What is microfinancing?
Micro financing is a broad term used for describing a diverse number of products of financial aid such as microloans, micro savings and micro insurance. It was originally conceived to take finance to people who do not have access to banks, have no credit history or collateral, or have no financial education and live in developing countries or in extreme poverty.
The idea is simple: by giving a very small loan to someone living in a poor country, you could help them lift a small business that would eventually help their family move out of poverty. When that loan was paid, the money would be reintroduced to help another borrower, thus, getting more families out of their difficult situations.
According to Plan International, “over 2 billion adults and 800 million young people worldwide do not have access to formal financial services and in sub-Saharan Africa less than 30% of women have an account with a financial institution”.
This concept was introduced by pioneer Muhammad Yunus, a Nobel-Prize winner, who thought it could help financially marginalized people, by providing them with the necessary capital to start a business and work toward getting themselves out of poverty.
How does it work?
Many people all over the world, live in a circle that does not always allow them to find resources to improve their living situations. They struggle to find work or have very low wages, they hardly ever finish basic education and find o other solution than to have children as another person represents another chance for income, but unfortunately most children that are born into those conditions, never brake the circle, and it is a story that repeats itself over and over again.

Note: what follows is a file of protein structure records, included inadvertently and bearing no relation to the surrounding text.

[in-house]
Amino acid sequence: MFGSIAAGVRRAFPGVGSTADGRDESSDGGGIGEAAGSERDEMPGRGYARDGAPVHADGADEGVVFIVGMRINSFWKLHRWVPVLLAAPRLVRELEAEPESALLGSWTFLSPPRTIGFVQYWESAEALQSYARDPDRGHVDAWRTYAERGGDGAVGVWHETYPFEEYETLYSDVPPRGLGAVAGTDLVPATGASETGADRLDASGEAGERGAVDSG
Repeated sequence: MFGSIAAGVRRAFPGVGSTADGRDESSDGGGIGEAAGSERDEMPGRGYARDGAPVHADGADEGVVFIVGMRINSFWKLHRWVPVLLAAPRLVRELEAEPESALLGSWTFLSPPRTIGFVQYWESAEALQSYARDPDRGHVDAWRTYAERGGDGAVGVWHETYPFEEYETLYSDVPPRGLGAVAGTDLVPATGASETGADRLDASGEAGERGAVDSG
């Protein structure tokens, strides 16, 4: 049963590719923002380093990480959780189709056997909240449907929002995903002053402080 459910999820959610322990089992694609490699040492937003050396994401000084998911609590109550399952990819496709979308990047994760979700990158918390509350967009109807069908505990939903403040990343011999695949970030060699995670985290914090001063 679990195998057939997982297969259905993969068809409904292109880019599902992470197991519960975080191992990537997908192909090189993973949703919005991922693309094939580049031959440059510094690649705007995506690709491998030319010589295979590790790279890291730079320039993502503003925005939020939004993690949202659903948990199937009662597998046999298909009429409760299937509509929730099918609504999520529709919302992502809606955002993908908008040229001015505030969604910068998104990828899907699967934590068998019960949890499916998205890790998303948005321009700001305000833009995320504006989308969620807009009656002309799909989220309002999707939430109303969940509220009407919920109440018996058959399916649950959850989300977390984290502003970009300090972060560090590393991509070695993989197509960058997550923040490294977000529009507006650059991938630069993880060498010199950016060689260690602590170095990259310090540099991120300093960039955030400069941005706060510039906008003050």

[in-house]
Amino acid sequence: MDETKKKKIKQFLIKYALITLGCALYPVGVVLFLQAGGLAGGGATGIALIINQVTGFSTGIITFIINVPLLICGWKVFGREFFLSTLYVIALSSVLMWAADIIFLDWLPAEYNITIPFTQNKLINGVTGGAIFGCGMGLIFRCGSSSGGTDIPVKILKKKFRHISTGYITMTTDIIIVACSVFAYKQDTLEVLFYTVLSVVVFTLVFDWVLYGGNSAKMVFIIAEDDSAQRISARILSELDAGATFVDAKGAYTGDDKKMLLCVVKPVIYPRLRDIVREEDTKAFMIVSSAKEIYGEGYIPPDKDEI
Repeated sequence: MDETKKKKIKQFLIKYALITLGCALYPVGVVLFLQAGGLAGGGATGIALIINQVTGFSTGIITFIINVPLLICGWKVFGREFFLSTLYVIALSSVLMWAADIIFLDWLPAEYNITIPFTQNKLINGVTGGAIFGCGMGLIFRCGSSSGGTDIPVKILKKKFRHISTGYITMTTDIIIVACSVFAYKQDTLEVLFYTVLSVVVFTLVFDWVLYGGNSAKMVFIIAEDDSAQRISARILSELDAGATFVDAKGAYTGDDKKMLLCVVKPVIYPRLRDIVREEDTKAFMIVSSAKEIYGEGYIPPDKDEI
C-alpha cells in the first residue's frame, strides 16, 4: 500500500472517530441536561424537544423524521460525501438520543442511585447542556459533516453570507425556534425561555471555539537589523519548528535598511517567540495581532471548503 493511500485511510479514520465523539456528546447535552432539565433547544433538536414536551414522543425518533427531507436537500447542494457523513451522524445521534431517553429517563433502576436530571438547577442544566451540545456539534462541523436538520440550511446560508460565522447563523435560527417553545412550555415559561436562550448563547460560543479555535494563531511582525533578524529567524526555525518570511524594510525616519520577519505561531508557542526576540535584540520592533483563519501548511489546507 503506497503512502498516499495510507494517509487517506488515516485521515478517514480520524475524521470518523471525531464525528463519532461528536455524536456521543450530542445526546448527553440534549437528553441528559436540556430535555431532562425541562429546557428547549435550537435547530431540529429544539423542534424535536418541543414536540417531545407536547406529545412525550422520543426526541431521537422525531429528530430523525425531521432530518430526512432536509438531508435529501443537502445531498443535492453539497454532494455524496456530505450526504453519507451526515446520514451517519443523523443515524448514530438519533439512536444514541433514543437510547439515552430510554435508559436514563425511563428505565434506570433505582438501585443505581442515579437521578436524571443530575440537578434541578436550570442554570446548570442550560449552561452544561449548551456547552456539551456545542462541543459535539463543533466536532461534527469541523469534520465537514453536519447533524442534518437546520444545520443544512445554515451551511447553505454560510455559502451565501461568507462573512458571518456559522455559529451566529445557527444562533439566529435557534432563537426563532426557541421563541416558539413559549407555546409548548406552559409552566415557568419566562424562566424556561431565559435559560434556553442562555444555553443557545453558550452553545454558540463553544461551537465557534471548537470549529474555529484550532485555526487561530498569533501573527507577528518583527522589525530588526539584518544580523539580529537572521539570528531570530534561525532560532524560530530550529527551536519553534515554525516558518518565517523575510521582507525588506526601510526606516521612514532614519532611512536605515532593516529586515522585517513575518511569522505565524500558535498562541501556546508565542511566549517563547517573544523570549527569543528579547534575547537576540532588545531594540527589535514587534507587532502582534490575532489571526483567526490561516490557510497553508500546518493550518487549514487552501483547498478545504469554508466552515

Microcredit institutions provide the resource, such as the loan, as well as products like savings accounts with no minimum balance and insurance, at a much lower rate with lesser premiums. With these opportunities, small families have a way of breaking the never-ending cycle, even when they don’t use them to run a business. Only by having more options, like not needing any more children or the chance to send them to school instead of work, they already perceive a greater benefit than before they got the loan.
What are its benefits?
People are also most likely to pay because they are grateful to be given an opportunity they normally wouldn’t have gotten. Microfinancing has the highest payment rates, since people rely on the small amounts of money they are lent to, and paying it back allows them to get another loan and so forth.
Another benefit is that most of the time, taking out a micro loan requires the person to receive training, with courses that span from book-keeping to cash flow management. Eventually, this education intends to help people not only repay the loan, but to maintain a healthy business through a long period of time. With expert business training and planning, more start-ups can avoid costly mistakes and are more likely to be successful in repaying their microloans and building a solid credit history in the process.